The other negative reviews seem to basically amount to "What the fuck is this shit? I can't masturbate to this!" A lot of people expecting an exploitation flick were sorely disappointed, which I think is another point here. This is basically what Sucker Punch claimed to be but lacked the conviction to follow through with. This movie is able to confront its audience and their expectations without being aggressive about it, and that means something. I think this movie is far from shallow. It's powerful and vital. Good performances all around, but James Franco is especially committed to the role and totally mesmerizing. This is my favorite film of 2013 so far. ****

UPDATE 7/12: I've been thinking about something else the film illustrates, too. I feel like the girls have no moral qualms about robbing the diner because it's in service of getting something that the media keeps telling them they're owed: a consequence-free good time at spring break. I have a sister around this age, and I see a lot of girls especially (for purposes of discussing this particular film) of this age on Tumblr, and I read their posts. They're chasing this idea of social interaction that is largely a construct of film and television. I see these people lamenting how they don't have a lot of friends like on Friends and they don't have the same types of parties/drama as people on Skins and they seem to take these things as depictions of how friendships are supposed to look. They feel so entitled to a good time that they literally think they're oppressed and deprived if they're not constantly having fun. So if the girls in the film appropriate male symbols of power and use them in service of what seems like frivolity, it's only because the media has taught them to and they've internalized it.

Not much as a biopic, but the tone is kind of fun and the performances are pretty good. Anthony Hopkins' impression of Hitch is cute, and the makeup is good, even if the movie never quite lands the way it wants to. I dug ScarJo, too, but that surprises no one by now. Part of the problem is that no one really has any realizations: Hitch bullies his wife, she tolerates his obsessions with his ice blonde leading ladies, but it's okay, I guess, because he loves his wife so much and she saves Psycho for him. We know he didn't really learn much or change much, because Tippi Hedren and that whole obsession is just around the corner, so it cuts a lot of the drama. It's pretty to look at--great production design, and I like Danny Elfman's score (but I always enjoy it when he writes this score). Good cast. Enjoyable, insubstantial. ***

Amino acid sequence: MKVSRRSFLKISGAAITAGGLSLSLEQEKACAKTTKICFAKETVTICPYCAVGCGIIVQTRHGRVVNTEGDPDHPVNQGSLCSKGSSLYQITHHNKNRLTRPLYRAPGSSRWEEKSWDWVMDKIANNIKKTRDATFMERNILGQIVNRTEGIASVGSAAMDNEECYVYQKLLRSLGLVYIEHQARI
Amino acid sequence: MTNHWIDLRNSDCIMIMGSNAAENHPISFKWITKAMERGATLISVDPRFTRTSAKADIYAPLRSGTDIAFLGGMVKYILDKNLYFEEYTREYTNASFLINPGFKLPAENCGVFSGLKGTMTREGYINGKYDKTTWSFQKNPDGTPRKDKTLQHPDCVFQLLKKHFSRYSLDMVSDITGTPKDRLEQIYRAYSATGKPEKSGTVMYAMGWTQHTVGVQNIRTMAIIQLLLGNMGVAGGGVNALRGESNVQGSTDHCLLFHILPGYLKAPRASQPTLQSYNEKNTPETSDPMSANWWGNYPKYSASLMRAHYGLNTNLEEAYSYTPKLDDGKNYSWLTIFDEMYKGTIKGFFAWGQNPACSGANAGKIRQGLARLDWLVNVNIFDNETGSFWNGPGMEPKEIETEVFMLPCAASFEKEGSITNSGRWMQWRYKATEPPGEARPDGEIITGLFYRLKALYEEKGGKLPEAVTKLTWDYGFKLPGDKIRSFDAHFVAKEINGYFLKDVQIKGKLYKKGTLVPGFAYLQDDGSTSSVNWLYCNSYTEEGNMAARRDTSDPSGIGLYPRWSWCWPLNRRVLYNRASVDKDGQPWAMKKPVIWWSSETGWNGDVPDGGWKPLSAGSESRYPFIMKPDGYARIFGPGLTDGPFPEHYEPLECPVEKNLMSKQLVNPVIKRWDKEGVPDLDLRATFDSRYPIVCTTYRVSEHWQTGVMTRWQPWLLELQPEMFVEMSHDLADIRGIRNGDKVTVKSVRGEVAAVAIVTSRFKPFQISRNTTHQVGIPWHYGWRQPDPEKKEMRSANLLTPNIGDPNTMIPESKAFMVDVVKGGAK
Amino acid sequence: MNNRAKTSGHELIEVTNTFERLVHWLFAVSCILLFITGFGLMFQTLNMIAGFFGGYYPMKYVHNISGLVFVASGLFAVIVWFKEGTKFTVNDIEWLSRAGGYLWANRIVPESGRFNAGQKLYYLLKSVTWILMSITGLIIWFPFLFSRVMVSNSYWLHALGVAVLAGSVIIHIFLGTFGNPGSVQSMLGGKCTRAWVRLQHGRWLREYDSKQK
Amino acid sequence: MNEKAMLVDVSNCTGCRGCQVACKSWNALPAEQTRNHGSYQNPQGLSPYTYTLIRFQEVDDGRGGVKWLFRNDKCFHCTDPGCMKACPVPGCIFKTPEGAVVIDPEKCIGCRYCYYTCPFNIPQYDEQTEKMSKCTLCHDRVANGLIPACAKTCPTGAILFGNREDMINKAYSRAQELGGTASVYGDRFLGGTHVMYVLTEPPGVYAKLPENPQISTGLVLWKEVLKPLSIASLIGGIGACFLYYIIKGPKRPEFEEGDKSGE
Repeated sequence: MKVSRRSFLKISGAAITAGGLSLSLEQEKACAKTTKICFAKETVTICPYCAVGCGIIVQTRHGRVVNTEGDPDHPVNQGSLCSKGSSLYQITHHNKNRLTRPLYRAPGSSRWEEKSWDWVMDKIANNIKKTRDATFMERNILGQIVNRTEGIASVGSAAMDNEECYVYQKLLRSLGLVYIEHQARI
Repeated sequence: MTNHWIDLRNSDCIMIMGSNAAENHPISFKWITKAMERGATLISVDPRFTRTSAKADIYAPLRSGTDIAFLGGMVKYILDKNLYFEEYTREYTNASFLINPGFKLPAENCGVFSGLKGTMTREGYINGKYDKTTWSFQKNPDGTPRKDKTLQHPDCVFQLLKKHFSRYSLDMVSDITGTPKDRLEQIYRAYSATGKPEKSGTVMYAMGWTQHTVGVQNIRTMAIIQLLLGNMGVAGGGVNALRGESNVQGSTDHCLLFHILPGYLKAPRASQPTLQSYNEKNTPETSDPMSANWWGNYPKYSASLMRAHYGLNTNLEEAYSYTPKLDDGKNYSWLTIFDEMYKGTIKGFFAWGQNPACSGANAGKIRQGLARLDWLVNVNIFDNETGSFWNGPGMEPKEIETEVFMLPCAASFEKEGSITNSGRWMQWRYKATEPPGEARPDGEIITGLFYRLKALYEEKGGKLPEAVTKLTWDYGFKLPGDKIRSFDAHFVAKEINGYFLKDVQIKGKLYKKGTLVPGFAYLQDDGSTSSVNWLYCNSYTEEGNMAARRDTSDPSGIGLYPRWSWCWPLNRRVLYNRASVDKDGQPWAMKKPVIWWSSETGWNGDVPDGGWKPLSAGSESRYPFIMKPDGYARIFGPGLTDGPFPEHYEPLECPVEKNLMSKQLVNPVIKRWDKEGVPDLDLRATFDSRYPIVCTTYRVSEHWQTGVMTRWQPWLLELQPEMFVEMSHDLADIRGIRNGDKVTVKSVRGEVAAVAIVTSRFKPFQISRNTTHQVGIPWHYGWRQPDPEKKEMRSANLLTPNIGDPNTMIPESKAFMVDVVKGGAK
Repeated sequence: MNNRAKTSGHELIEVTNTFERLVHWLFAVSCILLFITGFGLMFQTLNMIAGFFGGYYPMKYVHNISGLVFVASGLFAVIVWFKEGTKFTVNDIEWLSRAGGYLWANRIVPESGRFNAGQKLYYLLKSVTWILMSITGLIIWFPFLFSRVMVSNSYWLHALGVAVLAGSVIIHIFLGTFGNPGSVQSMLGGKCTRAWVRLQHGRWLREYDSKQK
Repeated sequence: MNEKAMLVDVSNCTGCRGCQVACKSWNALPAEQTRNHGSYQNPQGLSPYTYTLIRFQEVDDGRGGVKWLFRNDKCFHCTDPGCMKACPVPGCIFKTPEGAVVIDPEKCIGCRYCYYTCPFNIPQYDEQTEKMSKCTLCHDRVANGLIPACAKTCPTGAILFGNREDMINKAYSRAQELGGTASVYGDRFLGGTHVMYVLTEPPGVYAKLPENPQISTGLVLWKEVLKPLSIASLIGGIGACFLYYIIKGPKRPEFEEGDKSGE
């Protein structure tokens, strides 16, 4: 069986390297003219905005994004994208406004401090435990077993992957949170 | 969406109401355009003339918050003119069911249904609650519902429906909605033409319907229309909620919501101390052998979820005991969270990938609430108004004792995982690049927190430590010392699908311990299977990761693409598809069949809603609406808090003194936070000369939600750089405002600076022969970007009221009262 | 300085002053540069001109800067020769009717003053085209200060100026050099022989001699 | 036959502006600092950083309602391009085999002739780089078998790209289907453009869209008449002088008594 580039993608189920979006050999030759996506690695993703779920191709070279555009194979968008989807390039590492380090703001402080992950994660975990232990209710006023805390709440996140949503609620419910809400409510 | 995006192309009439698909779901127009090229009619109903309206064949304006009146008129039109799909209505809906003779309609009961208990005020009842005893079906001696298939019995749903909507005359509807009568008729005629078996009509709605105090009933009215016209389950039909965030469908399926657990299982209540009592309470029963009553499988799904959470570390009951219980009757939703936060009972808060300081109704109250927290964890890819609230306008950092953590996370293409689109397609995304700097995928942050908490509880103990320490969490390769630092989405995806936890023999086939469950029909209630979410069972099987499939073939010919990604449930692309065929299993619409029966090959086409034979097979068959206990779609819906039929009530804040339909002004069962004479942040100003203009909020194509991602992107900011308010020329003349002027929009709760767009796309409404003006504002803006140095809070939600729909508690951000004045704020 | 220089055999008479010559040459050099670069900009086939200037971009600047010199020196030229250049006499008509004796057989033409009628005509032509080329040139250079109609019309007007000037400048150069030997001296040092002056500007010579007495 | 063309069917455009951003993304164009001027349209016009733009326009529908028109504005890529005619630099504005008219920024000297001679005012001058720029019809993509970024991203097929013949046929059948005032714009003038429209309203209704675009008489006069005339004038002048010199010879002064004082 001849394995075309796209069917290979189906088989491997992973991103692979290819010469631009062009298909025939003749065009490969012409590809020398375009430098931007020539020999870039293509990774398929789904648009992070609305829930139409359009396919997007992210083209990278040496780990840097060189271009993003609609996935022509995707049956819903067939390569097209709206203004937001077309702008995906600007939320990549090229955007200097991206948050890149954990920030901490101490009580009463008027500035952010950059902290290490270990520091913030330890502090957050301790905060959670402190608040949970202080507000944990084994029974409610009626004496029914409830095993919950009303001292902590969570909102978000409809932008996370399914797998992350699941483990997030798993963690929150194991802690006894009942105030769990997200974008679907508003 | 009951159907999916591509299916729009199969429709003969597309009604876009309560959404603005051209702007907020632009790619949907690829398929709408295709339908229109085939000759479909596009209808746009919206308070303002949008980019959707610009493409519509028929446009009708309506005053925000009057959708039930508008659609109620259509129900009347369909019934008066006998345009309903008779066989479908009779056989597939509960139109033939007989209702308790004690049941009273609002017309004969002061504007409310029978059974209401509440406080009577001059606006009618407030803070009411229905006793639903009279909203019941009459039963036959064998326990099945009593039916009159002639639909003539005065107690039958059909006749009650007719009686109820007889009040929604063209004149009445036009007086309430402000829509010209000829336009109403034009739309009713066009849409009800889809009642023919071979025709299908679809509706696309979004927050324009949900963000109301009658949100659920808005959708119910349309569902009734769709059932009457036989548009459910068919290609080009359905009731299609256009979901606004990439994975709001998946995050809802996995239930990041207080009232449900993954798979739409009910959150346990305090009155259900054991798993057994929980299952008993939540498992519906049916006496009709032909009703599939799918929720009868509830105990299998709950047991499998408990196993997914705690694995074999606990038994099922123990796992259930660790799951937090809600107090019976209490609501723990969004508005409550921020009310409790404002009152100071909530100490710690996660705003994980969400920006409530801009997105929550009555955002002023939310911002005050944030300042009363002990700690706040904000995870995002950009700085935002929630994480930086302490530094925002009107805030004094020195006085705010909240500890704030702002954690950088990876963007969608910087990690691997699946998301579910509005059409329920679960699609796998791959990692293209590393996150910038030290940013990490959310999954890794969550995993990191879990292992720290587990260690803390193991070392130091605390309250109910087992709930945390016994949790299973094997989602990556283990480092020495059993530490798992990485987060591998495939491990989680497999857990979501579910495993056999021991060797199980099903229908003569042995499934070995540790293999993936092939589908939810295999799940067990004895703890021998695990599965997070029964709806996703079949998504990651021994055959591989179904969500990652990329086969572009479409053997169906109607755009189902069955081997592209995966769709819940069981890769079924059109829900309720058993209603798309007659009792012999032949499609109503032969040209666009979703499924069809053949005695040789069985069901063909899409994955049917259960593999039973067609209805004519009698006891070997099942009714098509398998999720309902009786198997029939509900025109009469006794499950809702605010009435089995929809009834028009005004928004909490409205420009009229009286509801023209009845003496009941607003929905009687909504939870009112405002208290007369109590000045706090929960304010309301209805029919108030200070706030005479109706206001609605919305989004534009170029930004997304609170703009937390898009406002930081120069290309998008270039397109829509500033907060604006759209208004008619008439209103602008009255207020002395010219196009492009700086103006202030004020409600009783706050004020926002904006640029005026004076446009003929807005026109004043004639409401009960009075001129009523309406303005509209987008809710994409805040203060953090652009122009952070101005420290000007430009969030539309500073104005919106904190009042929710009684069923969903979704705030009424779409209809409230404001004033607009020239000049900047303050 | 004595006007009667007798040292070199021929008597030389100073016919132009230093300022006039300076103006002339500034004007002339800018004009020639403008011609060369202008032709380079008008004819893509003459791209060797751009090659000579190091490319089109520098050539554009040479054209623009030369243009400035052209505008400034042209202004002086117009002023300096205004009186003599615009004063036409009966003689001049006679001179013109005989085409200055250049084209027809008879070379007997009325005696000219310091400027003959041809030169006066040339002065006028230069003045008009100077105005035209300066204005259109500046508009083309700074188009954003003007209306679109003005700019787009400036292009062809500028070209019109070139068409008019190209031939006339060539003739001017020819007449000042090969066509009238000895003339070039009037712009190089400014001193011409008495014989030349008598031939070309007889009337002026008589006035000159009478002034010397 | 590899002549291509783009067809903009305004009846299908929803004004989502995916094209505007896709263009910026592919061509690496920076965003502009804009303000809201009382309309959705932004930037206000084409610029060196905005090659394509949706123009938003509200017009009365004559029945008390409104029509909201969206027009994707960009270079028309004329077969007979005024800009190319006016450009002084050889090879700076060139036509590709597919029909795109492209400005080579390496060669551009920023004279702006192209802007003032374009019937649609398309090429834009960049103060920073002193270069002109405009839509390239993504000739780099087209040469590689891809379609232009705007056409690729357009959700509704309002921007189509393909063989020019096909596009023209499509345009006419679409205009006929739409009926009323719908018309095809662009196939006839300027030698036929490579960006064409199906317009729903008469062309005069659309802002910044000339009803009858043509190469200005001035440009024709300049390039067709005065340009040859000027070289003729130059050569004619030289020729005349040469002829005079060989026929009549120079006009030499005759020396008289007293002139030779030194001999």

Painful. Laura Linney plays a distant cousin of Franklin D. Roosevelt's (a subdued, boring Bill Murray) who falls for him and gives him handjobs to help him relax. That's basically it. The movie mostly centers around the state visit of King George VI and the tension of that weekend, but it never really earns the tension or the drama it tries to create. It's also weirdly hostile towards women. FDR's relationship with Eleanor is played as contentious and angry, and his relationship with his cousin (the unfortunately named Daisy Suckley) is emotionally abusive; she just goes on and on telling us what a great man he was, justifying his selfish behavior, and it's just so damn annoying to watch. I can't believe Laura Linney is even in a movie that goes to great pains to justify its sexism. I hope she paid off her mortgage okay, because that's the only excuse I can come up with. The Blowjob That Saved US-Anglo Relations. **

BIRD (1988)
Clint Eastwood's biopic of Charlie Parker is quite an involving film. It's not really a straight biopic, but I like how it uses Parker's music (weaved into the film) and Forest Whittaker's excellent performance as a way to create a jazz-like impression of Parker's life. It's very compelling; Parker is an addict who seems to have accepted addiction as his cross to bear, but can't stand it in others. The women in his life (Diane Venora is very good as his wife, Chan Parker) become his enablers, as he charms his way into their forgiveness. We watch as he abuses his body and promises to do better, even as he knows he won't. When he died of an overdose, the coroner estimated his age at 65. He was 34. ***1/2

Whoa. I've never seen it and didn't know what to expect... this flick is insane. I've been around abusive people before, and I didn't regard this as a campy film (though it has enough moments that I thought a few times that I was disappointed that John Waters didn't direct it), but more as a horror flick. Yeah, it's over the top, but it's kind of terrifying, too. Couldn't look away from it. ***

The second adventure of Francois Truffaut's Antoine Doinel, a segment from an anthology film, and one that's all too painfully familiar. Antoine is in love with Colette, a girl he loves so much but who doesn't love him back. I remember being in this position as a teenager, of loving a girl so much who doesn't feel the same way about you, and how you think there's some way to find the one key to winning her, like if you can just make her understand how damn much you love her then she'll be so flattered she'll fall for you, too. Never happens, though, does it? Truffaut captures that urgency very well. ****